Mace is the natural born leader. He plays by the rules. Mace is a perfect choice for any girl.
Raven is the bad boy. To him, rules were made to be demolished. But there’s more to Raven than just rebellion. He’s got the heart of an artist—something Nikki finds irresistible.
Both Mace and Raven fall for Nikki. And she falls for both of them.
Me: If you could give your main characters any advice, what would it be?
Heather: “Settle in for the ride, this is going to be a long journey!”
Me: All editors, agents and publishers are looking for that thing that makes a story unique. What is that unique factor with Halflings?
Heather: To find the “it” factor, you need a high concept idea. Halflings is a high concept. In fact, at one national writing conference they used it as an example of what a high concept was. I’ll try to describe. Think of your story in terms of mass appeal or at least mass understanding for a large audience. A high concept idea will resonate with most people. When you hear, “Terror in the water” what do you think of? Jaws, right? Of course, that concept resonates with all of us. We understand and feel the terror.
Halflings high concept is “X-Men meets Cinderella.” When you hear that, you have a sense of what the story will give. Action of X-Men, romance of Cinderella.
Here’s another. “Fairytale characters trapped in our world.” Know what that’s from? The new TV series Once Upon a Time.
I think the publishing industry is looking for high concept ideas. Find that and you’re probably on your way to a breakout novel!
Me: In short, can you give a brief timeline how long it took you to write the book, find an agent, then published?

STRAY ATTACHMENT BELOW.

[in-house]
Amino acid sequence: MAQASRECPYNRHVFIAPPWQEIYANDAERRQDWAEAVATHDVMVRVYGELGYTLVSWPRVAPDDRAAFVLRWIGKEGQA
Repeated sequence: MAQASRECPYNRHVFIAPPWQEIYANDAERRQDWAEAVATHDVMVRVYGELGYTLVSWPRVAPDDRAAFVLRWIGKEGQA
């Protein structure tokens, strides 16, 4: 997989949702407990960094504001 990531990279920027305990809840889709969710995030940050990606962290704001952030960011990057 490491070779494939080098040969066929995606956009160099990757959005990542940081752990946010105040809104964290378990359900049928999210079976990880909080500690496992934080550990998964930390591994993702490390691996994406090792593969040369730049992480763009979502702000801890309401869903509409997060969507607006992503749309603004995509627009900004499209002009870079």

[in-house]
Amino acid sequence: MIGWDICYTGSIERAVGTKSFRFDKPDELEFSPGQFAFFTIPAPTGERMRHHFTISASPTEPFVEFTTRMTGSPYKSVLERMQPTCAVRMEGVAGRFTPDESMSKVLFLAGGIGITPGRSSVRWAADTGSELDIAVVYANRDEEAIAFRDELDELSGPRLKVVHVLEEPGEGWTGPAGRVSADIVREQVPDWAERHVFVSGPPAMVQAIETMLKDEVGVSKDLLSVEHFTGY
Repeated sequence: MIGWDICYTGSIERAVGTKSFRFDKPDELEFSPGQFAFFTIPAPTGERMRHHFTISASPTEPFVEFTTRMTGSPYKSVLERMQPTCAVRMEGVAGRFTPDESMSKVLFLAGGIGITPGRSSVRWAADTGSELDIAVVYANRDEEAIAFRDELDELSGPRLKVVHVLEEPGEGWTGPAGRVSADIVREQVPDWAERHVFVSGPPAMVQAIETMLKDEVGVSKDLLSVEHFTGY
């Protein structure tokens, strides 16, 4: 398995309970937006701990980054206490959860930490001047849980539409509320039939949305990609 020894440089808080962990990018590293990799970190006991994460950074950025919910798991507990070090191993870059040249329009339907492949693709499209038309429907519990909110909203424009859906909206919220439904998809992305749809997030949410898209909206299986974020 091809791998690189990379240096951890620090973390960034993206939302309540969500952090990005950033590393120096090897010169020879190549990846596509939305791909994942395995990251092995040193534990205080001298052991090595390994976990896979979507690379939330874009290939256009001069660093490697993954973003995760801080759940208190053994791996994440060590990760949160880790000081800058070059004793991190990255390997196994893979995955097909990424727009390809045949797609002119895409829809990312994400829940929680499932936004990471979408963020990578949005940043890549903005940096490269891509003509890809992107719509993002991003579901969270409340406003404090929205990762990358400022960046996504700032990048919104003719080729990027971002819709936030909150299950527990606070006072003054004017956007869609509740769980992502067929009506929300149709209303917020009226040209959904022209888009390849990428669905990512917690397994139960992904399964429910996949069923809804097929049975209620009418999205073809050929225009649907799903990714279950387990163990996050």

Heather: Four intense months for book one. I finished it and started querying. It landed on the desk of the agent I have now after it finaled in a contest. But she didn’t feel like she could sell it. She really knew the market and it was the almost polar opposite of what editors were asking for. They wanted dark, dark, dark books. She personally liked the story, but just didn’t feel she could sell it. Then the tide turned. After one year, she called me and said she felt like the market was ready. She’d even ran the idea past a few editors at places like Simon and Shuster and Little Brown. They were both really enthusiastic and said they’d like to see it. So it took her one year to sign me as a client.
It took six weeks for her to sell the three book series.
We signed the contract with Zondervan Harper Collins in January, 2011 and book one released in January 2012.
Me: What has been the most exciting and rewarding part of this journey?
Heather: Encouraging others to follow their dreams. My family had to make sacrifices (I left a job making 40,000 a year to stay home and write.) But, their commitment to me was amazing. Even though we became a one car family for a few years, they continued to support me and my desire to be a published author. They made my dream a reality. And sharing that with others who have the same dream is very rewarding. If you have a supportive family around you, nothing is impossible for you.
Me: Are there sequels in the making?
Heather: Guardian, book two releases in September. I’m working on book three right now.
Me: What words of advice would you like to give to aspiring authors?
Heather: Don’t quit! Don’t give up. Understand that sometimes things aren’t right for the market at a given time, but you’ll know when the time is right. Send out. Collect rejections. I tell people that if they don’t have fifty rejection letters from agents, they aren’t even trying. Understand that for an agent to take you on, it’s a very personal thing. They have to LOVE that book. When you begin hearing, “I just didn’t fall in love with it enough,” from agents, CELEBRATE! Because that means you are really close to selling.
Most importantly, (and this advice comes from Roxanne St. Clair) Write your butt off everyday!
WRITE. You must write. And when that book is done, polished and shining, write another. Then another.
One more thing. Join writing groups like RWA. Great instruction on craft, story and characters.